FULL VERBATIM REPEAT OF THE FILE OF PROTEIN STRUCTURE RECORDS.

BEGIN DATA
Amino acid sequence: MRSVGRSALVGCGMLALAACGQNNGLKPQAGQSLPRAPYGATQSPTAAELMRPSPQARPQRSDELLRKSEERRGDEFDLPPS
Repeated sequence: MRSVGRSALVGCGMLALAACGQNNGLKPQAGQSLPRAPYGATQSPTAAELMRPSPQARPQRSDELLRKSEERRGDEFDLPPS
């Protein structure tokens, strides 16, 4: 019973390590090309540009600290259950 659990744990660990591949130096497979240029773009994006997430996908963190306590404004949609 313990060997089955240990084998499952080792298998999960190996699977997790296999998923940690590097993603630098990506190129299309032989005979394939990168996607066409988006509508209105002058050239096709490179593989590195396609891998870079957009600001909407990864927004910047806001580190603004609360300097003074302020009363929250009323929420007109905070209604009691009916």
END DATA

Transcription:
Amino acid sequence: MRSVGRSALVGCGMLALAACGQNNGLKPQAGQSLPRAPYGATQSPTAAELMRPSPQARPQRSDELLRKSEERRGDEFDLPPS
Repeated sequence: MRSVGRSALVGCGMLALAACGQNNGLKPQAGQSLPRAPYGATQSPTAAELMRPSPQARPQRSDELLRKSEERRGDEFDLPPS
């Protein structure tokens, strides 16, 4: 019973390590090309540009600290259950 659990744990660990591949130096497979240029773009994006997430996908963190306590404004949609 313990060997089955240990084998499952080792298998999960190996699977997790296999998923940690590097993603630098990506190129299309032989005979394939990168996607066409988006509508209105002058050239096709490179593989590195396609891998870079957009600001909407990864927004910047806001580190603004609360300097003074302020009363929250009323929420007109905070209604009691009916």